22nd - 27th August 2014: Orkney Islands
A six day visit around the wonderful Orkney Islands was a great way to see many of the ancient sites (just a very long way to drive).
Day 1: Kirkwall Museum, Tomb of the Eagles & Cuween Hill Cairn
Kirkwall Museum -
Tomb of the Eagles -
© 2014 ~ Ancientcraft / Tomb of the Eagles
Cuween Hill Cairn - Cut into solid bedrock, the cairn on Cuween Hill has a central chamber with four smaller chambers off each wall. Dating from around 3,000 BC, the cairn was first excavated in 1901 and the remains of at least eight people were recovered along with the skulls of 24 small dogs.
Day 2: Broch of Gurness, Skara Brae, Stones of Stenness, Maeshowe and Unstan chambered tomb
Broch of Gurness - An Iron Age village here began sometime between 500 and 200 BC, with a stone tower or broch at the centre of the settlement, which originally reached a height of around 10m. The broch features two hearths and a subterranean stone cistern with steps leading down into it. The site is surrounded by three impressive ditches cut out of the rock with stone ramparts, encircling an area of around 45m diameter.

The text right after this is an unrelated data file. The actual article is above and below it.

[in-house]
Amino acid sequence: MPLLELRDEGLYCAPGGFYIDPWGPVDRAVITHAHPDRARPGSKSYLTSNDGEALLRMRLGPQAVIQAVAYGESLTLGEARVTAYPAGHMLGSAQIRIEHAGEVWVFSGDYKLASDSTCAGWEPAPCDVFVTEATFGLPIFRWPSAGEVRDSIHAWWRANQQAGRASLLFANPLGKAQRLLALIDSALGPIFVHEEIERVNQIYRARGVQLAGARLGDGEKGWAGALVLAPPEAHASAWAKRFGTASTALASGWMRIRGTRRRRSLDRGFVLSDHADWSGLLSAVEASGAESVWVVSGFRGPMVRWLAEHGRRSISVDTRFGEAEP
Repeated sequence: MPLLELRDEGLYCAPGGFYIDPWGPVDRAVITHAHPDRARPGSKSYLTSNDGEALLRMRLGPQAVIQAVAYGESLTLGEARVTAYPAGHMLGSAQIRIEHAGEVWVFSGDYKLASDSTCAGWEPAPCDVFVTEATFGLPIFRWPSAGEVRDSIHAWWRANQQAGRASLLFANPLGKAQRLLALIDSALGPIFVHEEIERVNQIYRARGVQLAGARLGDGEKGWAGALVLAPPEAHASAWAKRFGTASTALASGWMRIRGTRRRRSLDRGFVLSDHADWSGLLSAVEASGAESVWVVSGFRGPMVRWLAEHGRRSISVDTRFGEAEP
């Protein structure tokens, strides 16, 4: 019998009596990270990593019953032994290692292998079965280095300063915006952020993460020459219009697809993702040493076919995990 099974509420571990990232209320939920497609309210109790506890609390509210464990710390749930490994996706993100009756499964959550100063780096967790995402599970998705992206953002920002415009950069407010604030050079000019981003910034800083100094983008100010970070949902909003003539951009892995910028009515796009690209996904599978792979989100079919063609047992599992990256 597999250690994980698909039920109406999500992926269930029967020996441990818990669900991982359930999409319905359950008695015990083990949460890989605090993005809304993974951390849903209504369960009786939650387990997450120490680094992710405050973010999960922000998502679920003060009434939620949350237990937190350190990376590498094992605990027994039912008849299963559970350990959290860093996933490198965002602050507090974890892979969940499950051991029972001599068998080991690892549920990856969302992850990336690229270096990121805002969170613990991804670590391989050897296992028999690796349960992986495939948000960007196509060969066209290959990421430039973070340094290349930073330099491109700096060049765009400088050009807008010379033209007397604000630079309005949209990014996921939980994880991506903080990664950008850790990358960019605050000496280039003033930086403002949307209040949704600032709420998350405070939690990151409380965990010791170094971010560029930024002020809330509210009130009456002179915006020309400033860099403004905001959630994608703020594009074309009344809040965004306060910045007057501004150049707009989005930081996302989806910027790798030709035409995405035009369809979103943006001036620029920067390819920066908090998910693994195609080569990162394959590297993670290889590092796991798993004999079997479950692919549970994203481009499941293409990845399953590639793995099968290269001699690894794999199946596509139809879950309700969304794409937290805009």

Skara Brae ( Bay of Skaill) -
The neolithic settlement of Skara Brae consists of eight clustered houses/workshops and is considered to be the best preserved groups of prehistoric houses in Western Europe. It was was occupied from roughly 3180 BCE–2500 BCE
Discovery of the settlement occured following a severe storm in the winter of 1850 that caused widespread damage and over 200 deaths aross Scotland. The wind stripped turf from a large knoll known as "Skerrabra" and afterwards William Watt of Skaill (the local laird) began an amateur excavation of the site, but abandoned the work in 1868.
A replica construction (see image below) allows visitors to fully appreciate the interior of a prehistoric house.
Stones of Stenness - It may be the one of earliest henge monument in the British Isles, built around 5,400 years ago. Originally 30m in diameter and laid out in an ellipse, the henge once had a ditch that was 4m wide and around 2.3m deep. Now only four standing stones remain.